U.S. News

Top Democrats in Congress reject Barr's proposal to limit Mueller report access

WASHINGTON (Reuters) - Top Democrats in the U.S. House of Representatives and Senate on Friday rejected Attorney General William Barr’s proposal to allow them access to a less-redacted version of Special Counsel Robert Mueller’s Russia investigation report.

In an April 19 letter to the attorney general, six Democratic lawmakers led by House Speaker Nancy Pelosi and Senate Minority Leader Chuck Schumer instead reiterated their demand for Barr to release the unredacted Mueller report and underlying evidence to Congress. But they also said they were open to discussing a “reasonable accommodation” with the Justice Department.

The letter was also signed by House Judiciary Committee Chairman Jerrold Nadler, House Intelligence Committee Chairman Adam Schiff, top Senate Judiciary Committee Democrat Dianne Feinstein and top Senate Intelligence Committee Democrat Mark Warner.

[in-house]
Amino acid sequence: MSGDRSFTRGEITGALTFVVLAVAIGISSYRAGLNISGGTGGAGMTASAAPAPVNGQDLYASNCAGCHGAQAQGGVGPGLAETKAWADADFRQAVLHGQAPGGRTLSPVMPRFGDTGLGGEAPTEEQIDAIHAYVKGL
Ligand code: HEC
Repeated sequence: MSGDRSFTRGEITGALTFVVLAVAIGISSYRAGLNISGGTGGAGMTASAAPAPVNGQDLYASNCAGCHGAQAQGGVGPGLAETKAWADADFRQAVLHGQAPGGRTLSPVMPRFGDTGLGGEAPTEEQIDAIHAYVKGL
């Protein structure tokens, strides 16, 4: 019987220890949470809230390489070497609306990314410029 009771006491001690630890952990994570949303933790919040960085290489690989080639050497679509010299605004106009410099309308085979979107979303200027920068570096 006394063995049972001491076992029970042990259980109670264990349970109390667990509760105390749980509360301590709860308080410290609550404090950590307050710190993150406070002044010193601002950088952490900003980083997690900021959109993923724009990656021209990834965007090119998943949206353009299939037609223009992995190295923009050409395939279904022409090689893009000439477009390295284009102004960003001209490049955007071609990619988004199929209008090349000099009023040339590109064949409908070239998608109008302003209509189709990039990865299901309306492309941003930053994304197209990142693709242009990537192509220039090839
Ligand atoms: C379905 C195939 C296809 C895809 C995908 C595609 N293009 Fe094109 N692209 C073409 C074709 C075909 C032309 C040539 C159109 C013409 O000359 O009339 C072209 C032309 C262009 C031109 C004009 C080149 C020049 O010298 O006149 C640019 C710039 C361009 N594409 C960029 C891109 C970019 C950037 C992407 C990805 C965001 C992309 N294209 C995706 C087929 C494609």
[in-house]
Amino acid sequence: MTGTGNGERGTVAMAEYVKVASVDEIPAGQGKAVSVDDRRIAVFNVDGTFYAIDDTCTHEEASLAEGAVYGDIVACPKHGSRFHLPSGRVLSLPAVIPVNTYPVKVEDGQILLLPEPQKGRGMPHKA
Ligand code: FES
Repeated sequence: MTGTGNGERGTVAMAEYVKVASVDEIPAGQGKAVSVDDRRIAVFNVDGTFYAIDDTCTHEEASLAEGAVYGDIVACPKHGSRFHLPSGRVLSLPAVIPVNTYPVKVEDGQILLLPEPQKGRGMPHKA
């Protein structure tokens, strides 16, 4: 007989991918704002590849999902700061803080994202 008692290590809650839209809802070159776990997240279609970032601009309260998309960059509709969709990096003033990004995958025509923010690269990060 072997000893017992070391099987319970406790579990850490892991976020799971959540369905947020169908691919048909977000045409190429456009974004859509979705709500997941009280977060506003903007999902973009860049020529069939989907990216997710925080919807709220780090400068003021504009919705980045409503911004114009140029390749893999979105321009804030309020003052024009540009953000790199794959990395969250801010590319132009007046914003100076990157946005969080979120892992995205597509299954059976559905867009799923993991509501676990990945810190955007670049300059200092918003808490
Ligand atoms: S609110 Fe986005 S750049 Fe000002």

“Your proposed accommodation - which among other things would prohibit discussion of the full report, even with other committee members - is not acceptable,” the Democrats wrote.

The lawmakers said access to the full Mueller report and underlying evidence is necessary for Congress to fulfill its “constitutional responsibilities”.

“This includes considering whether legislation is needed in light of the findings contained in Special Counsel Mueller’s report and the attorney general’s determination that no prosecution is warranted despite those facts,” the letter said.

Also on Friday, Nadler issued a subpoena to obtain the full report.

Reporting by David Morgan; Editing by Marguerita Choy and David Gregorio